DC relaxing with North Paw rocks in the background and Grant's boat approaching

Dive sites: North Paw (Northern Pinnacle)

Tony has dived North Paw before (while I sat, sick with jealousy, in front of an Excel spreadsheet at work). This time I went with him and some students, and we were to explore an unmapped pinnacle to the north of the site, which seems to be quite extensive. It rises to within 10-12 metres of the surface, and doesn’t actually have a name yet…

Tony and Cecil on the surface
Tony and Cecil on the surface

Grant’s best suggestion (which some on the boat were keen to override) is “Bokkie’s Rump” – the idea being that the lion (Lion’s head) has its two paws (North Lion’s Paw and South Lion’s Paw) resting on a little springbok that he’s caught. The bokkie’s rump (ahem) sticks out beyond the northern paw.

DC relaxing with North Paw rocks in the background and Grant's boat approaching
DC relaxing with North Paw rocks in the background and Grant's boat approaching

Grant put the shot on top of the pinnacle, which according to Peter Southwood, is about 8 by 10 metres. We descended next to it – a lovely sheer wall – down to the sand at about 20 metres. There are rock lobsters galore, and rich invertebrate life.

Rock lobsters at North Paw
Rock lobsters at North Paw

Georgina pointed out a large cuttlefish, well camouflaged on the reef. When he moved, he changed colour to match his new background. Tony also found four tiny cuttlefish – fingernail-sized – lined up as if for a race. When he turned to call me with the camera, they scattered, invisibly, on the sand.

Cuttlefish at North Paw
Cuttlefish at North Paw
Same cuttlefish, different colour
Same cuttlefish, different colour

I found a few different nudibranchs – black, gas flame and crowned – and Tony also found one for me, much to his delight. He claims to have been having a “nudibranch drought” lately!

Gas flame nudibranch under some coral
Gas flame nudibranch under some coral
Black nudibranch at North Paw
Black nudibranch at North Paw

The site is rocky with lots of crevices for rock lobster to hide in. We saw some large ones, but, Gerard assured me, no HUGE ones. He should know! We were highly amused to see one big guy eating a sea jelly – the ocean floor was littered with a few dead (or incapacitated) ones, and apparently rock lobsters enjoy that kind of treat. I also saw a large rock lobster carefully carrying a cluster of mussels!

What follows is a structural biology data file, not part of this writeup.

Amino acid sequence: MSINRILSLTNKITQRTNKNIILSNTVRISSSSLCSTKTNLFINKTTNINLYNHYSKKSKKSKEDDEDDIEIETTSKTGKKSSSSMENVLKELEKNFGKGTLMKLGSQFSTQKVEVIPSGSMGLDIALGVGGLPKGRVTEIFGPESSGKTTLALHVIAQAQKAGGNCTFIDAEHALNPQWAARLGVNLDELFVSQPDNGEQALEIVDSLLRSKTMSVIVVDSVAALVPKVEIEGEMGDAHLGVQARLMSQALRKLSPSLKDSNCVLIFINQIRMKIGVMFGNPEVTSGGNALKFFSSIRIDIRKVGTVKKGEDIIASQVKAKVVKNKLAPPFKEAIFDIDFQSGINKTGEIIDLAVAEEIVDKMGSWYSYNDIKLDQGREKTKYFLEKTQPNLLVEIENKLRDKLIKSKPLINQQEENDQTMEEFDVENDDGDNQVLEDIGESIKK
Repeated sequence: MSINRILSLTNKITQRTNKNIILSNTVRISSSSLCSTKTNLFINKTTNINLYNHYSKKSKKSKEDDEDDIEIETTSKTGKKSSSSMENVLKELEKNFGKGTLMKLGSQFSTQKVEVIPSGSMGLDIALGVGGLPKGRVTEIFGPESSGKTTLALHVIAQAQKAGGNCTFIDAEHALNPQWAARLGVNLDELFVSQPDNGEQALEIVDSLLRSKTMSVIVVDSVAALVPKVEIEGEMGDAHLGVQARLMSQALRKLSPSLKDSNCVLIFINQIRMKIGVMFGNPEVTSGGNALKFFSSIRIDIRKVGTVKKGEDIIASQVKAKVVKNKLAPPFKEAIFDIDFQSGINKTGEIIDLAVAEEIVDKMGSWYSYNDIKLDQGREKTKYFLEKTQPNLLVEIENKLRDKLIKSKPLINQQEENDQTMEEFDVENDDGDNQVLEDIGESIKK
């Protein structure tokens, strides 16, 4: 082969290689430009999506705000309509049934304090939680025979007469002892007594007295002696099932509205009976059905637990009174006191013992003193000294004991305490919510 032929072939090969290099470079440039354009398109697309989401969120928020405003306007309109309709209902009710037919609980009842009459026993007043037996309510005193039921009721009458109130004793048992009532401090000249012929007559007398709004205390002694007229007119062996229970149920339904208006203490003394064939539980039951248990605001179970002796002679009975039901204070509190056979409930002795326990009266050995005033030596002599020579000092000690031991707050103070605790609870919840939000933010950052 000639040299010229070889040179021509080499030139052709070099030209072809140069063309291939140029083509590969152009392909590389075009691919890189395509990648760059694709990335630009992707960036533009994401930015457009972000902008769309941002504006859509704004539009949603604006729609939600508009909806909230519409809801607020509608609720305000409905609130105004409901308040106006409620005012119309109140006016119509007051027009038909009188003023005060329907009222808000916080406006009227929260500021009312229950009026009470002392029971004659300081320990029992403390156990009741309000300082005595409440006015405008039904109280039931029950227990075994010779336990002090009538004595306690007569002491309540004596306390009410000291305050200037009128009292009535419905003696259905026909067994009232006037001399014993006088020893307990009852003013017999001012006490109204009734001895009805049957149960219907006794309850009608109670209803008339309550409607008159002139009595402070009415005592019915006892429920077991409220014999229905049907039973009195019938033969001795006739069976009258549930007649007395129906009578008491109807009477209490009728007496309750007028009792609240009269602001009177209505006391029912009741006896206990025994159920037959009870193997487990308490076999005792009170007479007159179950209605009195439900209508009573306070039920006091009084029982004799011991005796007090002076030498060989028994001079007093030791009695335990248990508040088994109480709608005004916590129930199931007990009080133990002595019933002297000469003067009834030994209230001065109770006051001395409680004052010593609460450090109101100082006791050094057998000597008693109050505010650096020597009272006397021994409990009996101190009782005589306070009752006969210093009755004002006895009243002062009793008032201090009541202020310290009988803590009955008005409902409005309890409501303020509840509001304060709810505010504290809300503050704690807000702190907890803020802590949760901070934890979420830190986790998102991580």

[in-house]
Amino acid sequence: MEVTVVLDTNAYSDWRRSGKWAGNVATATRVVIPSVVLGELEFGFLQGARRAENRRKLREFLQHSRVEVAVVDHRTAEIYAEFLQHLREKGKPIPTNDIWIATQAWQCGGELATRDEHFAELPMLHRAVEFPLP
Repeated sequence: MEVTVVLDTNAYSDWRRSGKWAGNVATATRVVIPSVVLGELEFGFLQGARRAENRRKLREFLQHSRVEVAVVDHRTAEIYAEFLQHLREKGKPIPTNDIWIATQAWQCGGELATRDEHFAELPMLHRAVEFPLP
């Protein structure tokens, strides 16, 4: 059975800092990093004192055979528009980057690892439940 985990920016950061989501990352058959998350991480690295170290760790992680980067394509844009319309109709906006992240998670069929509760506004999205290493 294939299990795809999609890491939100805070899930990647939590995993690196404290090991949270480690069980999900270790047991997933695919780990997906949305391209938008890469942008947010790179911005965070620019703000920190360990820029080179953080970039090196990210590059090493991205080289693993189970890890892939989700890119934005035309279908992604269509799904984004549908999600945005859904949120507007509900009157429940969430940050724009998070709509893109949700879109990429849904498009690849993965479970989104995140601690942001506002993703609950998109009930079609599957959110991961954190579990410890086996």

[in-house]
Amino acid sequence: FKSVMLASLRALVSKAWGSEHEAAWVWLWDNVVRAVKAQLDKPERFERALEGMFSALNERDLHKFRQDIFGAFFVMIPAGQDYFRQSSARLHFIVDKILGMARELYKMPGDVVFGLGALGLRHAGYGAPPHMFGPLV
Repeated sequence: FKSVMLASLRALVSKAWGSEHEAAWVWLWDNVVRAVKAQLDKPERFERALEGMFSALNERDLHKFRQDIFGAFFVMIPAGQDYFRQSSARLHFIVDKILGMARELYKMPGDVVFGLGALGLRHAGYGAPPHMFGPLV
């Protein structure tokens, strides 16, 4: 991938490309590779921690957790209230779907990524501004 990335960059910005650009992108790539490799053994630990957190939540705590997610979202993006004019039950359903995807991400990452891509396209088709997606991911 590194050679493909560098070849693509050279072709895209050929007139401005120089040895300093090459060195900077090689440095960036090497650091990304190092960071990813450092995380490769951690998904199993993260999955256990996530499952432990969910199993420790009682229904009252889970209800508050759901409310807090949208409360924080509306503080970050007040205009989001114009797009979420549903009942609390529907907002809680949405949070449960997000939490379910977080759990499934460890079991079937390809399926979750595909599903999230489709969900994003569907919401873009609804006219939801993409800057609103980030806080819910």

Hungry rock lobster eating a night light sea jelly
Hungry rock lobster eating a night light sea jelly

At the safety stop I saw no fewer than four different kinds of sea jelly – the largest being a night light sea jelly that was almost as long as Tony, with a huge purple bell. He obligingly swam behind it to give some perspective to the photo but I carried on photographing the jelly as it swam off into the distance.

Night light sea jelly
Night light sea jelly

Gerard had gotten low on air earlier, and returned to the boat… While he was waiting for a pick-up, something bumped his leg hard, and he was convinced it was a shark. Instead, it was one of the friendly seals that had visited us during our dive. His comments on the subject are unprintable – suffice it to say he got a bit of a fright!

Brittle stars on a sponge
Brittle stars on a sponge

When the rest of us surfaced we got to chill for a while, looking at the magnificent scenery, because we’d come quite far from the original pinnacle. We had drifted with the current, roughly towards the Atlantic seaboard. It must be – as I announced when the boat arrived – the most beautiful place in the world to surface. The diving’s pretty good too!

Anemone at North Paw
Anemone at North Paw

Dive date: 20 February 2011

Air temperature: 27 degrees

Water temperature: 8 degrees

Maximum depth: 23.6 metres

Visibility: 10 metres

Dive duration: 36 minutes

Rocks and sand at North Paw
Rocks and sand at North Paw

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Clare

Lapsed mathematician, creator of order, formulator of hypotheses. Lover of the ocean, being outdoors, the bush, reading, photography, travelling (especially in Africa) and road trips.

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